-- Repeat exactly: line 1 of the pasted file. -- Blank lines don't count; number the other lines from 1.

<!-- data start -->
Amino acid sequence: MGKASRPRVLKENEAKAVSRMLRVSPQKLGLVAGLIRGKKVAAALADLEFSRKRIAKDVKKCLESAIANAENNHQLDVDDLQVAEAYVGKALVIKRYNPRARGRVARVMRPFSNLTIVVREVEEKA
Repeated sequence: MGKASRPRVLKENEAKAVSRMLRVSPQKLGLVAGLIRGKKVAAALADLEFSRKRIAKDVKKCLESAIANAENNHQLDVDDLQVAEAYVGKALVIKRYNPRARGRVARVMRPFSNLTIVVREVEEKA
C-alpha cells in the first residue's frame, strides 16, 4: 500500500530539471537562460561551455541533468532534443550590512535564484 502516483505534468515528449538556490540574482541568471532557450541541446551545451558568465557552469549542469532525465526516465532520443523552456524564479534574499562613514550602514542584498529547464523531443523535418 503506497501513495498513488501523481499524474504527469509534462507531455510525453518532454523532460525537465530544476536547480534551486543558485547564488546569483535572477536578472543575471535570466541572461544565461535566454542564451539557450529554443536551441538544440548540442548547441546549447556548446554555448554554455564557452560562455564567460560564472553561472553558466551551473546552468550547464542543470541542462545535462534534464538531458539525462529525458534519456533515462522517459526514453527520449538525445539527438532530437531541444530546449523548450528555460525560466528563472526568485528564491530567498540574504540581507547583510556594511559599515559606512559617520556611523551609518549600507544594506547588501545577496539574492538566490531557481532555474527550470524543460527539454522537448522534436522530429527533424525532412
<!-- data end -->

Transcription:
Amino acid sequence: MGKASRPRVLKENEAKAVSRMLRVSPQKLGLVAGLIRGKKVAAALADLEFSRKRIAKDVKKCLESAIANAENNHQLDVDDLQVAEAYVGKALVIKRYNPRARGRVARVMRPFSNLTIVVREVEEKA